Copyright laws grant to authors, artists, composers, and publishers the exclusive right to produce and distribute expressive and original work. Only expressive pieces, or writings, may receive copyright protection. A writing need not be words on paper: In copyright law, it could be a painting, sculpture, or other work of art. The writing element merely requires that a work of art, before receiving copyright protection, must be reduced to some tangible form. This may be on paper, on film, on audiotape, or on any other tangible medium that can be reproduced (i.e., copied).
The writing requirement ensures that copyrighted material is capable of being reproduced. Without this requirement, artists could not be expected to know whether they were infringing on the original work of another. The writing requirement also enforces the copyright rule that ideas cannot be copyrighted: Only the individualized expression of ideas can be protected.
Copyrighted material must be original. This means that there must be something sufficiently new about the work that sets it apart from previous similar works. If the variation is more than trivial, the work will merit copyright protection.
Functionality can be a factor in copyright law. The copyrights to architectural design, for example, are generally reserved for architectural works that are not functional. If the only purpose or function of a particular design is utilitarian, the work cannot be copyrighted. For instance, a person may not copyright a simple design for a water spigot. However, if a person creates a fancy water spigot, the design is more likely to be copyrightable.
Copyrighted material can receive varying degrees of protection. The scope of protection is generally limited to the original work that is in the writing. For example, assume that an artist has created a sculpture of the moon. The sculptor may not prevent others from making sculptures of the moon. However, the sculptor may prevent others from making sculptures of the moon that are exact replicas of his own sculpture.
Copyright protection gives the copyright holder the exclusive right to (1) reproduce the copyrighted work; (2) create derivative works from the work; (3) distribute copies of the work; (4) perform the work publicly; and (5) display the work. The first two rights are infringed whether they are violated in public or in private. The last three rights are infringed only if they are violated in public. Public showing is defined under the Copyright Act of 1976 as a performance or display to a "substantial number of persons" outside of friends and family (17 U.S.C.A. § 101).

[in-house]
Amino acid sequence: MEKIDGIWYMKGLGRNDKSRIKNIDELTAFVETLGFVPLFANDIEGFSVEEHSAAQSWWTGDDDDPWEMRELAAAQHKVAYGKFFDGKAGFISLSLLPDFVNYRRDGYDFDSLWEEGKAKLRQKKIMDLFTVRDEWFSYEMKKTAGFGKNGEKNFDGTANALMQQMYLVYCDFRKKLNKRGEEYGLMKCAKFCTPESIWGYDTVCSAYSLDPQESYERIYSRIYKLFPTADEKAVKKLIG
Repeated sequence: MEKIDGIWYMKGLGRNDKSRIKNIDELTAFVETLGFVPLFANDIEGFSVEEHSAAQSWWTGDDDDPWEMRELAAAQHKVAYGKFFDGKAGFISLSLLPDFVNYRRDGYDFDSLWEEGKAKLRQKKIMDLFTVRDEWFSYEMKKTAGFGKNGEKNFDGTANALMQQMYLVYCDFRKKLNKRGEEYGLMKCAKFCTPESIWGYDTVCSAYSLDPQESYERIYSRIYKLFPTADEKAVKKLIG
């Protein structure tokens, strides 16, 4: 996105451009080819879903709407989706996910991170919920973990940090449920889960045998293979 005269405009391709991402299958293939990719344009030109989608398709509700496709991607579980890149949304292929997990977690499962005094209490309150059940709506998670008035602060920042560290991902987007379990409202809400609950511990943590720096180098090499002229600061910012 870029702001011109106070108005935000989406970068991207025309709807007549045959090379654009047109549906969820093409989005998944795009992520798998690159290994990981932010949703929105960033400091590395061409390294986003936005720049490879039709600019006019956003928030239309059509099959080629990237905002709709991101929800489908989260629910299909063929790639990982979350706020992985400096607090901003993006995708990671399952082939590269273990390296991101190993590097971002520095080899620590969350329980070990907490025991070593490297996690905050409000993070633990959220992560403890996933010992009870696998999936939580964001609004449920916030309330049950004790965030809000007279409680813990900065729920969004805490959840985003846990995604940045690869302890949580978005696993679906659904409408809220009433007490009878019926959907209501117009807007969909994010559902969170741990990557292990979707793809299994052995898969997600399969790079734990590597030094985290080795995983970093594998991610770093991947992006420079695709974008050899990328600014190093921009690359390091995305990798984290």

Infringement of copyright occurs whenever someone exercises the exclusive rights of the copyright owner without the owner's permission. The infringement need not be intentional. Copyright owners usually prove infringement in court by showing that copying occurred and that the copying amounted to impermissible appropriation. These showings require an analysis and comparison of the copyrighted work and the disputed work. Many general rules also relate to infringement of certain works. For example, a character created in a particular copyrighted work may not receive copyright protection unless he or she is developed in great detail and a character in the disputed work closely resembles that character.
The most important exception to the exclusive rights of the copyright holder is the "fair use" doctrine. This doctrine allows the general public to use copyrighted material without permission in certain situations. To varying extents, these situations include some educational activities, some literary and social criticism, some PARODY, and news reporting. Whether a particular use is fair depends on a number of factors, including whether the use is for profit; what proportion of the copyrighted material is used; whether the work is fictional in nature; and what economic effect the use has on the copyright owner.
The rise in electronic publication in the late twentieth century, particularly the widespread use of the INTERNET since the mid 1990s, caused new concerns in the area of copyright. A web site called Napster, which provided a file-sharing system whereby users could trade electronic music files, became one of the most popular sites on the Internet. The company had an estimated 16.9 million worldwide users, and the system accommodated about 65 million downloads. The Recording Industry Association of America sued Napster, eventually causing Napster to close down.
During the late 1990s, Congress enacted a series of laws that had significant impacts on the law of copyright. In 1998, Congress enacted the Sonny Bono Copyright Term Extension Act, Pub. L. No. 105-298, 112 Stat. 2827 (17 U.S.C.A. §§ 101 et seq.), which extended the terms of existing and new copyrights by 20 years, against the protests of several LOBBYING groups. Also in 1998, Congress approved the Digital Millennium Copyright Act (DMCA), Pub. L. No. 105-304, 112 Stat. 2860 (17 U.S.C.A. §§ 101 et seq.), a broad-based piece of legislation that was designed to bring copyright law into the digital age.
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